New California Employers’ Requirements under AB 450: Immigration Worksite Enforcement Actions

California Assembly Bill No. 450 (AB 450) regarding California employers’ obligations when subject to federal immigration worksite enforcement actions was signed by Governor Brown on October 5, 2017, and took effect on January 1, 2018.  As part of a group of immigration-related bills recently signed into law, AB 450 is hailed by advocates as solidifying California’s status as a Sanctuary State.  The law introduces several requirements applicable to public and private employers in California.  How the California Labor Commissioner or California Attorney General will enforce the law is still an open question, given that federal law ordinarily preempts state law in the area of immigration, and because there is uncertainty surrounding which federal immigration enforcement agents must be refused entrance or documents under the new California law.  Below we detail a few of the new requirements for employers:

H-1B “cap” season and the government shutdown

Although many businesses have become accustomed to the seasonality of sponsoring H-1B visas, there is a new reason for employers to identify candidates and employees potentially needing H-1B sponsorship early this year: the looming government shutdown.  Although U.S. Citizenship & Immigration Services (USCIS, the agency that adjudicates H-1B visa petitions) is fee-funded, and operates as usual during a shutdown, a government shutdown affects the issuance of a critical H-1B prerequisite document by the U.S. Department of Labor.  Without this document, the H-1B “cap” case cannot be filed.  Currently the government is funded until February 8, 2018, and future shutdowns appear possible before the April H-1B filing window opens.  Therefore, it’s imperative to initiate cases, now, while the government is “open for business.”

As background, the H-1B visa is the U.S.’s workhorse visa for professionals.  Not all jobs and all individuals are H-1B-eligible.  In general, the job must be one that ordinarily requires knowledge and skills obtained by earning a Bachelor’s or higher degree in a specific field, and the individual must have the required degree or equivalent.  For first-time H-1B applicants, there is a narrow application window in the first week of April for employers to submit H-1B petitions to USCIS.  Depending on the issues in a case, it can take several weeks for an application to be ready to file.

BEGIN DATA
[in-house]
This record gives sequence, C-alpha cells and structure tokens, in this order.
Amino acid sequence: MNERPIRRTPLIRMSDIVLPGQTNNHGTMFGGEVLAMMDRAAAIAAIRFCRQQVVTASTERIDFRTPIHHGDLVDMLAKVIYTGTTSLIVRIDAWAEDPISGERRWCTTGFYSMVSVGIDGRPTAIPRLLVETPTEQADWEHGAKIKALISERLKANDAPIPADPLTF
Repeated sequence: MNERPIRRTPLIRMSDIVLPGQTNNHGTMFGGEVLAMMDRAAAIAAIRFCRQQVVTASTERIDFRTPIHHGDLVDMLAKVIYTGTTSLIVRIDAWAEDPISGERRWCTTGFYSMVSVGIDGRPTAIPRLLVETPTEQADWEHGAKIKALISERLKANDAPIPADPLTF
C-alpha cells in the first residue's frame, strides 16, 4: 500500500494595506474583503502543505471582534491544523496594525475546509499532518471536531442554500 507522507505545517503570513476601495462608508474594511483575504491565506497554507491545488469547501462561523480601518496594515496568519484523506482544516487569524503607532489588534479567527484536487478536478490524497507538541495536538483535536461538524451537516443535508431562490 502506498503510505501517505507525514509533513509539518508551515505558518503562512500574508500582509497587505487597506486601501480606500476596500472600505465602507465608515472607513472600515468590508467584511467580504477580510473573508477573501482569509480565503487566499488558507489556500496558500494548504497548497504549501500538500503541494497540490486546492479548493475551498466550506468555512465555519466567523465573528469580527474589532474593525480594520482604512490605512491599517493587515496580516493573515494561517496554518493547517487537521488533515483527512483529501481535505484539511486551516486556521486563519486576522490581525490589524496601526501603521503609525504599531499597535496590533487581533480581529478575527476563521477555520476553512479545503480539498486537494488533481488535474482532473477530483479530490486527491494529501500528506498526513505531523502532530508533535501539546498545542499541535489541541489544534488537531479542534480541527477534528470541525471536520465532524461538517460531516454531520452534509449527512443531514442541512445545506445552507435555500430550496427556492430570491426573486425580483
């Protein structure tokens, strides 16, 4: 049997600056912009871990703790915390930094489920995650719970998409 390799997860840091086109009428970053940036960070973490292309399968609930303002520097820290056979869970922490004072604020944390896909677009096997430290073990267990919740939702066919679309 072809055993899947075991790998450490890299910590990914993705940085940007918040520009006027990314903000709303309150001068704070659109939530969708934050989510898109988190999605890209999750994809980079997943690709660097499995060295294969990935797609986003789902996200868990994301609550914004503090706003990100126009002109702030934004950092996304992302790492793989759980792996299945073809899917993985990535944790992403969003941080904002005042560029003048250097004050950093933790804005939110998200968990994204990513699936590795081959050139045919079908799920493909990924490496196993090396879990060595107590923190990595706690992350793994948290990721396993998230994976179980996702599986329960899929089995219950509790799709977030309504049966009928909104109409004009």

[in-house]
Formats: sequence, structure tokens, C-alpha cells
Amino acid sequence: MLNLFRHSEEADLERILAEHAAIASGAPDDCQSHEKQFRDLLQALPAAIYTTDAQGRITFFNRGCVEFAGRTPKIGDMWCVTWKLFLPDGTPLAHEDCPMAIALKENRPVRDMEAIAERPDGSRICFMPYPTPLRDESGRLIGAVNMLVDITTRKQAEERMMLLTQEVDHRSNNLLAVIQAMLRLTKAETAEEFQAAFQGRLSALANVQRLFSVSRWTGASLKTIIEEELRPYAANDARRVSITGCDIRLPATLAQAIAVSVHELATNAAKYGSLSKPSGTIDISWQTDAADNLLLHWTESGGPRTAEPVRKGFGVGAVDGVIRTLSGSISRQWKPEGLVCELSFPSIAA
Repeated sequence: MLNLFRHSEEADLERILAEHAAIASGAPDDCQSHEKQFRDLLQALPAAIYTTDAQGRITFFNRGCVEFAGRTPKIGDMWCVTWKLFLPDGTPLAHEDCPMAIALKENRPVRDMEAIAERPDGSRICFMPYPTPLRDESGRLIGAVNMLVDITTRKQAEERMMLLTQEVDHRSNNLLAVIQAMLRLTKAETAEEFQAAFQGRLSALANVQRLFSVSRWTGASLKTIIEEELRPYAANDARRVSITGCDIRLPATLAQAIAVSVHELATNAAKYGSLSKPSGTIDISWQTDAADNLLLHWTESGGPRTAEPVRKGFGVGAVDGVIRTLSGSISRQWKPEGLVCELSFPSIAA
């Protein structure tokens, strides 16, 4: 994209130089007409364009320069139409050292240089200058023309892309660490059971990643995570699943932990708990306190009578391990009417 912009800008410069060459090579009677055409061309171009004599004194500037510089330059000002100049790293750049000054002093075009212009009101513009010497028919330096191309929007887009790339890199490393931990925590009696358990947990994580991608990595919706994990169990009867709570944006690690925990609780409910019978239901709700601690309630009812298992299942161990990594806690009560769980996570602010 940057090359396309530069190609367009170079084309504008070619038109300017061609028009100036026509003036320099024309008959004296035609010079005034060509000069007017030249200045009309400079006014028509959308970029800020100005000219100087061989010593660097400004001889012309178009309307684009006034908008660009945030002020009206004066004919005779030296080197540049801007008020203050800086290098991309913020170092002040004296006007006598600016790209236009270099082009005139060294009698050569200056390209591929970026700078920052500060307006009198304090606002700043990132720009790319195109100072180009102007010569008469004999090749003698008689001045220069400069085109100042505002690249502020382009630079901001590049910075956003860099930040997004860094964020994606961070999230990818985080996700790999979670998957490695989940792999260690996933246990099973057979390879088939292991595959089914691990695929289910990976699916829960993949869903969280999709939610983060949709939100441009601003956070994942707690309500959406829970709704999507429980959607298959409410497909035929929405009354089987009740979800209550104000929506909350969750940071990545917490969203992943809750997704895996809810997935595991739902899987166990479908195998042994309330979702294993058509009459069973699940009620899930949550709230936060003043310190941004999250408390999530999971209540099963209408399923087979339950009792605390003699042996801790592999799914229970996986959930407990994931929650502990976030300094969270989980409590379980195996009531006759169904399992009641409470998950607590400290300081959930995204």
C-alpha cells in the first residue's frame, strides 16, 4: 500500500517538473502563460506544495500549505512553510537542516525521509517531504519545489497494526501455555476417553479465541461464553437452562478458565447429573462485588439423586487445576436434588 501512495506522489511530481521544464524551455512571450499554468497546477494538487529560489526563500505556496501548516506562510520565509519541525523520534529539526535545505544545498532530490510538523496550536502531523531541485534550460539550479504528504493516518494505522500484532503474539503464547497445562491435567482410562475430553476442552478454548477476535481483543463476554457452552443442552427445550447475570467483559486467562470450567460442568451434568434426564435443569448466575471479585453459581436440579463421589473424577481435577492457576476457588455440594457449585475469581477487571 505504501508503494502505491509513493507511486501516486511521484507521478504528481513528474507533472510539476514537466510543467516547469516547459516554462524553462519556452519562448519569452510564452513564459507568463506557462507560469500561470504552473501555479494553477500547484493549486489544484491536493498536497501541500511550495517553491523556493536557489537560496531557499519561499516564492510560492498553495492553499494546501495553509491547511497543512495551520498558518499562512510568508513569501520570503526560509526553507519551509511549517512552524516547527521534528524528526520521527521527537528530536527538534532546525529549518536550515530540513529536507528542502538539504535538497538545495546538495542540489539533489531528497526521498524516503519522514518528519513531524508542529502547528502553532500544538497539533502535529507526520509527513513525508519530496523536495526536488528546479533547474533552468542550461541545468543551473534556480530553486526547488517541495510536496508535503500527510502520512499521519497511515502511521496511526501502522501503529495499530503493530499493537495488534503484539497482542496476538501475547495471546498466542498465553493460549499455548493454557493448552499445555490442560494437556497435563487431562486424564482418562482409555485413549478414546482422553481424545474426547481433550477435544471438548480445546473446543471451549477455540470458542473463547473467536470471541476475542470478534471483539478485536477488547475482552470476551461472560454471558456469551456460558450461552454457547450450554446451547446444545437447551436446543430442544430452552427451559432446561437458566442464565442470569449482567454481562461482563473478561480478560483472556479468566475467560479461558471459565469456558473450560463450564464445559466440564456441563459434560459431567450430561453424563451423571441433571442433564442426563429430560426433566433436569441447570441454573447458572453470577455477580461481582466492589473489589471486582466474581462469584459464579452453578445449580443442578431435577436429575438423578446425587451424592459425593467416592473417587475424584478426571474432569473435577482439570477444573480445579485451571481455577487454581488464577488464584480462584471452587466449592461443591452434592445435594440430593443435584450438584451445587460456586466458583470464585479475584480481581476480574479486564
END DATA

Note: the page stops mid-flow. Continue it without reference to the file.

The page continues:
© Jewell Stewart & Pratt PC 2018

USCIS Restricts Availability of NAFTA Work Authorization (TN Status) for “Economist” Category

On December 18, 2017, U.S. Citizenship & Immigration Services (USCIS) announced a policy change affecting the adjudication of applications for TN visa status under NAFTA. 

Background on TN visa status

TN visa status allows citizens of Canada or Mexico to work legally in the U.S. if their employment fits within any of 62 occupational classifications and they have the corresponding educational and/or professional qualifications.  One such occupational classification is “Economist.”  The full list of eligible occupational classifications is found in Appendix 1603.D.1 of the NAFTA treaty, as well as in the federal regulations at 8 C.F.R. Section 214.6.

USCIS Accepts Applications Under the International Entrepreneur Rule, While Pushing Plans to Abolish the New Rule

On December 14, 2017, U.S. Citizenship and Immigration Services (USCIS) announced that it is implementing the International Entrepreneur Rule (IER), in compliance with a federal court order. The IER regulations, 8 CFR § 212.19, allow qualifying foreign national entrepreneurs to enter the U.S. temporarily to develop and grow new businesses. At the same time it is accepting applications under the IER, however, the agency is preparing to publish a Notice of Proposed Rule-Making (NPRM) to rescind the IER. Thus, it is unclear whether individuals who apply to enter the U.S. pursuant to the IER will ultimately receive the benefits of the rule, or for how long.